Tim Greene makes history with lockdown movie, 'Cabin Fever'
The lockdown has forced many individuals in the entertainment space to think out of the box and be creative in a more inspired and pioneering way.
Filmmaker Tim Greene has done just that - he made a movie while self-isolating at home.
"Cabin Fever" was shot sans crew or specialist movie equipment. It was filmed by the cast using phones and laptops.
The script was written in installments as a series of video calls, messages and meetings. And the narrative blended with the locations and props available.
Written and directed by Greene, "Cabin Fever" explores the strained dynamics of one family. Sarah Clayburn (Jenna Upton) is a high-flying commercial artist stuck at the family home in Cape Town while her husband Andrew (James Cuningham) is in Abu Dhabi with his adult children from his first marriage to Deborah (Michelle Scott).
Aside from the emotional frustrations stemming from the Covid-19 lockdown, the situation is strained by the news of Deborah dying from the virus. As such, Deborah tries to mend broken fences through an online gathering with the entire family.
On pursuing such an unprecedented undertaking, Greene said: “Making a movie like this would have been quite impossible ten years ago. We really got the most out of all the free web-based tech. We used Facebook to get the ball rolling, had a WhatsApp group to share the latest script installments and the edited scenes.
"We used Zoom to bring all the actors face-to-face to rehearse and get direction before they all headed off to shoot their shots in isolation. And then we used WeTransfer to get all the footage together for editing.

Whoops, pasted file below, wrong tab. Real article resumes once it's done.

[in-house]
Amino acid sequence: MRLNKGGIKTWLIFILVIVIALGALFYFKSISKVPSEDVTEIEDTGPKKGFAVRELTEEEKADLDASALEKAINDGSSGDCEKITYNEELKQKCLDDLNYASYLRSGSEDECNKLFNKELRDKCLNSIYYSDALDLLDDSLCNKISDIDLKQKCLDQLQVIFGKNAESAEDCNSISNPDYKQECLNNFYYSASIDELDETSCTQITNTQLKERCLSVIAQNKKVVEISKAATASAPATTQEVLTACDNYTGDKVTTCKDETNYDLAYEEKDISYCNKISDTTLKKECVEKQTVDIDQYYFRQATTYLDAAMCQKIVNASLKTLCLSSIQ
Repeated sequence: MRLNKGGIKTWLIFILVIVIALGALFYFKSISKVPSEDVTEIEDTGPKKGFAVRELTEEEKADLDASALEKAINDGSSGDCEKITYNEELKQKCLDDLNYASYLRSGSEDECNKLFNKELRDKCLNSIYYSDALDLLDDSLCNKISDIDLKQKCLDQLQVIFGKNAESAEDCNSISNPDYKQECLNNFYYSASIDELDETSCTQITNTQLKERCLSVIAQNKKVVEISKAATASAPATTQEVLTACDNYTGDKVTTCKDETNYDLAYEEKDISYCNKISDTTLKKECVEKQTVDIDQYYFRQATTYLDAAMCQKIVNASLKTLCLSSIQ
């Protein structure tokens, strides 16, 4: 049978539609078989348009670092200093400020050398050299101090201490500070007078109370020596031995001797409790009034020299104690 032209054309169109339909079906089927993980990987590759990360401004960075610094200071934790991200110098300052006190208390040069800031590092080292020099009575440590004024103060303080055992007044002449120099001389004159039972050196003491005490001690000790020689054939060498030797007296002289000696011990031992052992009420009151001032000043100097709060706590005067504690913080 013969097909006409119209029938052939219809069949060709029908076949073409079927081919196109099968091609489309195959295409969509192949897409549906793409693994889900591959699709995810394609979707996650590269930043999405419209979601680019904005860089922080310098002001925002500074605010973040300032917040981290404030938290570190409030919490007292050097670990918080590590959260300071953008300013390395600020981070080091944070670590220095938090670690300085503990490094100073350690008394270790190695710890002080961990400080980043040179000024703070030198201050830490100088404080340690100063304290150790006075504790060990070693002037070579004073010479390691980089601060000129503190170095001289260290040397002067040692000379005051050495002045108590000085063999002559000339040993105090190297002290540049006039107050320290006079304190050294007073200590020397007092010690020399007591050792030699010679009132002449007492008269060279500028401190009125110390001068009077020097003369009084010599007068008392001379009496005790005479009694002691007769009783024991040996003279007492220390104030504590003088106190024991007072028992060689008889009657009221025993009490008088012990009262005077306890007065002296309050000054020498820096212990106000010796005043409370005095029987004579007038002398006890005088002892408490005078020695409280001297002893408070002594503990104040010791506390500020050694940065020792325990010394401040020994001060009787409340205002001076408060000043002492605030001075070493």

"Casting took place on Facebook, where actors would post introduction videos about who they are and where they were locked down. Because it was a package deal, selecting a cast meant choosing their location as well!”
Of course, making the movie wasn’t without learning curves.
He shared: “I guess it’s about resilience and soldiering on. I was so worried, freaking out that the lockdown would be lifted and everybody would drift back to real-life and lose interest in the project. Turns out I had nothing to worry about there.
"But looking after kids for four hours a day, plus meals and housekeeping and sleep left me with about five hours each day to write, rehearse, direct and edit the movie. It was utterly exhausting, but I must be honest; the most creative and energizing time of my life.
“And I got so lucky with my cast; not only were they great performers, but they are the nicest, most accommodating, patient and resilient people I’ve ever had the pleasure of working with. And some of them turned out to be extremely talented camera operators as well.”
On how he plans to release this movie, Greene revealed: “This project actually reminds me a lot of my first feature film, 'Boy Called Twist', which I crowd-financed by getting 1000 investors to each pledge R1 000, back in 2003, many years before the idea of crowd-financing was even a thing. I’ve felt very much the same sort of encouragement and support with 'Cabin Fever', I guess because it’s also a fresh and creative solution to a seemingly impossible situation. Conceived and created online, it seems natural that this film finds a home on a streaming platform, and we’re currently in negotiations.”